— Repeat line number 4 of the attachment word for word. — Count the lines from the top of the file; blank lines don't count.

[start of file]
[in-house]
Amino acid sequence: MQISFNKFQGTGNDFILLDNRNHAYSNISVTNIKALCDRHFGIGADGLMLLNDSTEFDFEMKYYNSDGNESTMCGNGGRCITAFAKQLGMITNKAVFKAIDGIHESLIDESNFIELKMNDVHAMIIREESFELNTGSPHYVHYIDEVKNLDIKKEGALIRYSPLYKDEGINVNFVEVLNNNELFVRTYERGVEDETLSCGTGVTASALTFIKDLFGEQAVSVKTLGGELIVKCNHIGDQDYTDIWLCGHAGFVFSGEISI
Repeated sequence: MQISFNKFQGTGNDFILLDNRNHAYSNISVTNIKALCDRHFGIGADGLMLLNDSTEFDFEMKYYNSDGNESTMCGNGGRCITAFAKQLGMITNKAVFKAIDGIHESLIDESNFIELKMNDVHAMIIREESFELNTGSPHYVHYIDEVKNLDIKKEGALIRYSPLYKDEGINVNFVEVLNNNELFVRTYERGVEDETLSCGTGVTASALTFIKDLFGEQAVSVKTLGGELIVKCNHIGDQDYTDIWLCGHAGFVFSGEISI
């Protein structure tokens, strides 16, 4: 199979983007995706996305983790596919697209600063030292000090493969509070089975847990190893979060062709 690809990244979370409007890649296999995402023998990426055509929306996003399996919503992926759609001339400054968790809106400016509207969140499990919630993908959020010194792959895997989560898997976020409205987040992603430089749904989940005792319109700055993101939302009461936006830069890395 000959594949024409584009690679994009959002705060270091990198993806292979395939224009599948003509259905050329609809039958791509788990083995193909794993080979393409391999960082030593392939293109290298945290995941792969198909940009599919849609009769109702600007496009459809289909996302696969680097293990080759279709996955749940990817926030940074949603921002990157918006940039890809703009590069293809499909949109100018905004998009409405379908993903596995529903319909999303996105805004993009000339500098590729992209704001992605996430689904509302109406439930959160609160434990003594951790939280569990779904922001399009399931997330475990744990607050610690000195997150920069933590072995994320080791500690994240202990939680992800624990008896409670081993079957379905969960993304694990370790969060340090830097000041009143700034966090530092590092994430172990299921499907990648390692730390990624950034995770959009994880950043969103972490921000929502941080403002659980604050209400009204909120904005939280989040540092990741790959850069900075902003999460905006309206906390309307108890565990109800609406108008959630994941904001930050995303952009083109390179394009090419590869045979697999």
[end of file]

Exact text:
């Protein structure tokens, strides 16, 4: 199979983007995706996305983790596919697209600063030292000090493969509070089975847990190893979060062709 690809990244979370409007890649296999995402023998990426055509929306996003399996919503992926759609001339400054968790809106400016509207969140499990919630993908959020010194792959895997989560898997976020409205987040992603430089749904989940005792319109700055993101939302009461936006830069890395 000959594949024409584009690679994009959002705060270091990198993806292979395939224009599948003509259905050329609809039958791509788990083995193909794993080979393409391999960082030593392939293109290298945290995941792969198909940009599919849609009769109702600007496009459809289909996302696969680097293990080759279709996955749940990817926030940074949603921002990157918006940039890809703009590069293809499909949109100018905004998009409405379908993903596995529903319909999303996105805004993009000339500098590729992209704001992605996430689904509302109406439930959160609160434990003594951790939280569990779904922001399009399931997330475990744990607050610690000195997150920069933590072995994320080791500690994240202990939680992800624990008896409670081993079957379905969960993304694990370790969060340090830097000041009143700034966090530092590092994430172990299921499907990648390692730390990624950034995770959009994880950043969103972490921000929502941080403002659980604050209400009204909120904005939280989040540092990741790959850069900075902003999460905006309206906390309307108890565990109800609406108008959630994941904001930050995303952009083109390179394009090419590869045979697999």